Xxiii. The War along the Atlantic coast in 1864. Organization of the Xxxviiith Congress Lincoln's proffer of amnesty Gillmore and Seymour in Florida Finnegan defeats Seymour at Olustee Rebel salt-works in Florida destroyed Union Convention at Jacksonville Union repulse at bloody bridge, S. C. Pickett assails Newbern, N. C. Hoke besieges Wessells in Plymouth the Rebel ram Albemarle disables our vessels Wessells surrenders the Albemarle fights our fleet off the mouth of the labama to draw from, and railroads at command, might see fit to concentrate upon him. Gen. Turner was sent post-haste with this letter; but it was too late. When he reached Jacksonville, he met there tidings that Seymour was already fighting at Olustee. Seymour had left Barber's (the south fork aforesaid) that morning, Feb. 20. with a few short of 5,000 men; advancing westward along the highway which runs generally parallel with the railroad, frequently crossing it, till about 2 P. M., w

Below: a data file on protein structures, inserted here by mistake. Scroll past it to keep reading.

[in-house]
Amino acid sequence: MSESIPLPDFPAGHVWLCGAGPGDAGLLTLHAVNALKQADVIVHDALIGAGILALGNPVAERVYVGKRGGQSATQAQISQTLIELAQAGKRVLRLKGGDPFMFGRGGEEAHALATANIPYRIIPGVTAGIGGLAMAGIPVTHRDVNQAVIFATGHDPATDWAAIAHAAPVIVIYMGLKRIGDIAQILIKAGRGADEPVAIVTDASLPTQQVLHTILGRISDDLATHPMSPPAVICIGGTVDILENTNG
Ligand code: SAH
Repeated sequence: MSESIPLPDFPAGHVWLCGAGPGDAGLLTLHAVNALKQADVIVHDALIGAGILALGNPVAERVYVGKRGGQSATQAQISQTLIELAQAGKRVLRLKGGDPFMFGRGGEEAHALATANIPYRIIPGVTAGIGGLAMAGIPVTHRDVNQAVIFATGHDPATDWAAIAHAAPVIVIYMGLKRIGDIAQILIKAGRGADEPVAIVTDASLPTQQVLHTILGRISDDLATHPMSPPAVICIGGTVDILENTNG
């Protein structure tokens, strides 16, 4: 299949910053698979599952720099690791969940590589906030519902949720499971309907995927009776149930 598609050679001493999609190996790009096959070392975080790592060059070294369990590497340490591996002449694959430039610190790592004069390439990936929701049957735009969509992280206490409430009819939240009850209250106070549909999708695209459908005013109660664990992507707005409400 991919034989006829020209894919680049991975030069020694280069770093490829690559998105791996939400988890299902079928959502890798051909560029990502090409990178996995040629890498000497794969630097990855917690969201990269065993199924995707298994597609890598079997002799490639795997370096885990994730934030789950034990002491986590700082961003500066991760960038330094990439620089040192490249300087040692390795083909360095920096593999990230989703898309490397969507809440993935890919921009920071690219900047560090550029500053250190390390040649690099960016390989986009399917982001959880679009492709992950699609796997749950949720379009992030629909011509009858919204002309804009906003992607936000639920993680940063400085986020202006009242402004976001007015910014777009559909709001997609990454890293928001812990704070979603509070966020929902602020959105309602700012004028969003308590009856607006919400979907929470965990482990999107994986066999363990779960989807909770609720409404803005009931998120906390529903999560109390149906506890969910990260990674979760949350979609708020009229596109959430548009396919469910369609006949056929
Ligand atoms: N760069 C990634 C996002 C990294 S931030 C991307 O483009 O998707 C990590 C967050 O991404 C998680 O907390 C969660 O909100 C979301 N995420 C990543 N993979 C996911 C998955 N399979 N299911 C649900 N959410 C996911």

1 2 3 4 5 6 ...